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I am referring to this report on pitch estimation.

The author does envelope extraction using Hilbert transform before applying AMDF.

enter image description here

What is the advantage of doing that?

Is speech a narrowband or wideband signal? I read somewhere that hilbert envelope extraction works better for narrowband signals.

When I extracted envelope of a speech signal using Hilbert transform, in some places the envelope was almost the same as the original waveform(Figure 1), whereas in other places it tracked the upper portions of waveforms (Figure 2).

Red curve is the Hilbert envelope, blue curve is the speech waveform.

Fig 1 enter image description here

Fig 2 enter image description here

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My guess is that the Hilbert Transform is a pre-processing step which attempts to make the actual pitch detection stage (AMDF, in this case) more robust.

The basic reasoning is this: pitch detection of speech is made more difficult by the time-varying spectral characteristics of the signal. On the other hand, pitch detection of an impulse train is easy: just count the number of samples between each pulse (or look for the first peak of the auto-correlation function/the first dip of the AMDF etc). Pre-processing the speech signal to make it more pulse-like therefore improves the results.

In your diagrams, the Hilbert transform does make the speech pulses more impulsive, though I think that other pre-processing steps (e.g. inverse-filtering by the estimated spectral envelope) is likely to yield better results.

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  • $\begingroup$ Why does Hilbert envelope behave differently in the two figures? $\endgroup$ – user13107 Aug 20 '13 at 10:01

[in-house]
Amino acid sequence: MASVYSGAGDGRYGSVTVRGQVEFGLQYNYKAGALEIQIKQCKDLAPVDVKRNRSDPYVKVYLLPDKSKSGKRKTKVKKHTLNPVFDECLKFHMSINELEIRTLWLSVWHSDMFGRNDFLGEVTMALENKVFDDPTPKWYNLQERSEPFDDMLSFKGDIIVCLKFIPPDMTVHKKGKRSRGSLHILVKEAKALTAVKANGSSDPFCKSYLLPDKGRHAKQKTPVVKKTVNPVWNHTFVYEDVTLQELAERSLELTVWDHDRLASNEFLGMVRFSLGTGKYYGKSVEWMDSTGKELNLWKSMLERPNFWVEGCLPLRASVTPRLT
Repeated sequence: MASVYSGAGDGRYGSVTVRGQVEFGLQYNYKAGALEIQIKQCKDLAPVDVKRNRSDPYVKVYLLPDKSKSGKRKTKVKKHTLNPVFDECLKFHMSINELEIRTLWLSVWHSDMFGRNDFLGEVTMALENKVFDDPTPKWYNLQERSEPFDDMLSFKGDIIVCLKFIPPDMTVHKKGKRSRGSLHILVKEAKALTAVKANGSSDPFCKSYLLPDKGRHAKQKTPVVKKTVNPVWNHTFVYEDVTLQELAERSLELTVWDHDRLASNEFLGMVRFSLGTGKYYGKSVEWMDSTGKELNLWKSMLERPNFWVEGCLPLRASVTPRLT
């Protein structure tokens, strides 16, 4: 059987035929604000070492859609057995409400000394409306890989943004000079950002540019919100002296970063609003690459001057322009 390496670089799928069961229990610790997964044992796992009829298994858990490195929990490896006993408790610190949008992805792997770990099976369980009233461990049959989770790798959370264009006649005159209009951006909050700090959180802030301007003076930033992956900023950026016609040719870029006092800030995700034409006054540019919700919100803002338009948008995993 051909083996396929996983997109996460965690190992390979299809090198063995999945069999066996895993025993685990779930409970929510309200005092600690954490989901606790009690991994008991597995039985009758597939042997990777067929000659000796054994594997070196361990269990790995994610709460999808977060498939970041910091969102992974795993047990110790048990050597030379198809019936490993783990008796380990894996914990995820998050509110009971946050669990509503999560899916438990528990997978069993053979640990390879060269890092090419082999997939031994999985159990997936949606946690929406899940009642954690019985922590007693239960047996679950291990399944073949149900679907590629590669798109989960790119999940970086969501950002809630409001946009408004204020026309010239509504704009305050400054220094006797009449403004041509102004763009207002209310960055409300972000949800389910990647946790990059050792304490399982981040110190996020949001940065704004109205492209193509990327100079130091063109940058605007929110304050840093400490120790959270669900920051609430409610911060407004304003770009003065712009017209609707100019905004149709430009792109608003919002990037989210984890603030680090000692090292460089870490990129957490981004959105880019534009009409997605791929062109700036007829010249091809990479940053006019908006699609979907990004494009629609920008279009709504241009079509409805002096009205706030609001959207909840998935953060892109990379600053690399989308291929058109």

• $\begingroup$ I think the envelope is behaving the same, but the plots look different because there's a DC offset in the first signal $\endgroup$ – Speedy Aug 20 '13 at 14:49
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In a generic 1st order resonant system, energy is usually continually being exchanged between 2 quantities, such as displacement vs. momentum (etc.), with the combined energy changing at a much slower rate. The Hilbert transformer, after the bandpass, is trying to estimate one quantity (not being measured) from the other (say local air pressure, or displacement of a resonator surface) that is actually measured. If the energy of the sum of the two varying quantities stays about the same over time, then there might be energy at that frequency worth being measured. Otherwise it might be just a measurement transient having not much to do with some resonant happening at that frequency.

Vocalizations usually involve several different vocal tract resonances. It's usually easier to try to detect and/or measure each potential resonance separately when trying to characterize what's going on with a mix of multiple simultaneous energy exchange systems, than to try and solve for the entire mix all at once.

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  • $\begingroup$ I didn't get it, what is displacement and momentum in a speech signal? Also what is the disadvantage in directly doing AMDF without doing envelope extraction? $\endgroup$ – user13107 Aug 20 '13 at 1:45
  • $\begingroup$ i don't see a particularly good reason to put in an envelope follower there, if the purpose is to measure the period of the speech waveform. heck, i don't even see why doing all this bandsplitting is helpful for measuring the period of a monophonic speech waveform. $\endgroup$ – robert bristow-johnson Aug 20 '13 at 2:44
  • $\begingroup$ @robertbristow-johnson they are doing multipitch estimation, perhaps that's why .. $\endgroup$ – user13107 Aug 20 '13 at 9:58
  • $\begingroup$ @user13107 - For an acoustic signal you could consider the exchange relationship to be between volume velocity and pressure of the air. Specific to this case, we could be looking at displacement and momentum in the microphone diaphragm (projected as a voltage) as Hotpaw suggests. I think this answer could be extended to any cyclic relationship between potential & kinetic energy. $\endgroup$ – Speedy Aug 20 '13 at 15:12
  • $\begingroup$ @rbj : The bandsplitting can help find those overtones with vibrato (likely vocal) from less modulated overtones (likely backing instrumental or fan hum). Then the selected overtones can be used for vocal pitch estimation. $\endgroup$ – hotpaw2 Aug 21 '13 at 0:33

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